Flavors of Ramadan: A Global Tour

Posted on June 27, 2013 | 3 comments

crescent moon photo: Crescent moon crescent.jpg

The Crescent Moon - (http://i1201.photobucket.com/albums/bb359/BeckyAlford/crescent.jpg)

We all share a common bond, a common love for our deen, yet despite this the many flavors of Ramadan and local traditions differ around the world. Each of us approaches this month in diverse ways infusing an abundance of soul to this Muslim tradition.Whether it's the food being prepared or the celebrations or decorations people string up, sharing our differences is a great way to celebrate the unique ways we show our Ramadan spirit. Whether it's Muslims in America finding fun and creative ways to bring their Ramadan spirit into a non-Muslim world or Muslims in the Middle East whose communities are surrounded by the traditions, smells and sounds that define Ramadan, we can learn so much from each other. Here are a few global flavors of Ramadan:



As one walks into the Prophet’s mosque, friendly faces steer guests to join one of the tables laid out for Iftar. Yoghurt, dates, bread and spice are arranged for strangers from all over the world to sit down and break the fast together. 


Walking in the footsteps of the Prophet (pbuh) - Photo by T Abdelmoumen:



The Iftar tables often have three specific local delights: chebekia and sellou - sweet sesame delights, as well as harira - a nourishing hearty soup. Meal times are often a welcome space for family members and close friends. Pick a night and cook something different and new. 


A local delight: Harira (By Kattusa24 (Own work) [CC-BY-SA-3.0 (http://creativecommons.org/licenses/by-sa/3.0)], via Wikimedia Commons)



A tradition that has lasted hundreds of years, the fawanees (lanterns) hands as one of the most captivating of Ramadan traditions. The twinkling patterned light that comes out of these lanterns has entranced decades of children. Why not gather around the Fanoos this year and read bedtime stories of the Prophet (pbuh) to bring your children into the tradition. Much like many parts of the world, fasts are traditionally broken with dates. 



The Beauty of the Fanous 


We have started to incorporate the Fanoos into some of our items including our new Zillij Ramadan Fanoos Kits below:



South Africa

Muslim communities across South Africa send food and drinks enmass to the local mosque to feed the mosque-goers and the less fortunate. It's common for both families and friends to enjoy Iftar together breaking the fast with and array of spicy savories and a milkshake. 



Soofie Mosque in Durban - By Chothia (Own work) [CC-BY-SA-3.0 (http://creativecommons.org/licenses/by-sa/3.0)], via Wikimedia Commons



Streets come to life with festivals and markets during the month of Ramadan. The Ramadan Bazaars that spring up have become a popular tradition with local offerings of a variety of Malaysian meals, from home-cooked rend to an array of friend pastries and sweets.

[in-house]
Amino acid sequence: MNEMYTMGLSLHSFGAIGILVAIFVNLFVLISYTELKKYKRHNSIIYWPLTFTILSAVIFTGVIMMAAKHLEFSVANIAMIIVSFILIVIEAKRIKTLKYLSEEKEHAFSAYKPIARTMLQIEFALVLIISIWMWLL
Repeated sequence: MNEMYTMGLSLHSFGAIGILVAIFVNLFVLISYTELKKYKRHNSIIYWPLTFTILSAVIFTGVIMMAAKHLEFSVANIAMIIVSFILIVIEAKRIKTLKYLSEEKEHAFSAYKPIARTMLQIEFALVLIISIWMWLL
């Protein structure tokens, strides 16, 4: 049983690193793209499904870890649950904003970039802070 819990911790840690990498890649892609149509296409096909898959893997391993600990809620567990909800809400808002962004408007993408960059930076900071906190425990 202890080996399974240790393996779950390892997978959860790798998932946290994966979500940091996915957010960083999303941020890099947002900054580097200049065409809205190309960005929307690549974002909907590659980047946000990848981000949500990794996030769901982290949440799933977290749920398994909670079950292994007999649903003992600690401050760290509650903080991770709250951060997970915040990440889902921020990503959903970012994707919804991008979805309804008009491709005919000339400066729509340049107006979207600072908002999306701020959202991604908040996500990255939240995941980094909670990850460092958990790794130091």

Malaysia Bazaar



Even within it's borders, India maintains its eclecticism during Ramadan. Some states hold haleem as a staple Iftar meal while others use pakoras. During Ramadan, tables are set on the sidewalks and outside mosques to cater for the less privileged in the community.


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Preparing for Eid



Strings of lights illuminate mosques and trees creating a vibrant energy and atmosphere. In towns and villages, drummers can be found circling the streets to wake the fasting ones for suhoor. 


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Ramadan Drummer



One of the newest traditions that has entered the fold, especially in countries dominated by non-Muslims is the adoption of the Ramadan Fasting Buttons. It is a perfect and fun way to communicate both to fellow Muslims when you are fasting, but to also communicate in a friendly and subtle way to those who don't share your faith. You never know when something as simple as a button can strike up a fun and conversation.

This year we have also created some little outreach kits in the form of the Sweet Dawah Kits which have informational cards for Ramadan, perfect for sharing a sweet treat and educating more on Ramadan.




Do you have any traditions you would like to share? We would love to hear how you and the ones you love celebrate Ramadan. Assalam Alaykum and Happy Ramadan'ing no matter what your traditions might be. May you have a rejuvenating and enlightening holy month, Insha'allah.

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  • Saleem Mohammed Jassat

    As salaam mualaykum…Ramadaan Mubarak to all my brothers and sisters throughout the world from Saleem in South Africa.May this Ramadaan be your best ever and bring you closest to Allah(swt) and may the blessings of this beloved month unite the Ummah.

  • Raana (SilverEnvelope.com)

    Hanifa, thank you for stopping by and taking time to post your comment. Ameen to your duas and we wish for you a very Mubarak Ramadan, as well.

  • hanifa

    Ramadaan Kareem to all my sisters and brothers all over the world . may GOD ALMIGHTY bless us all . Inshallah.


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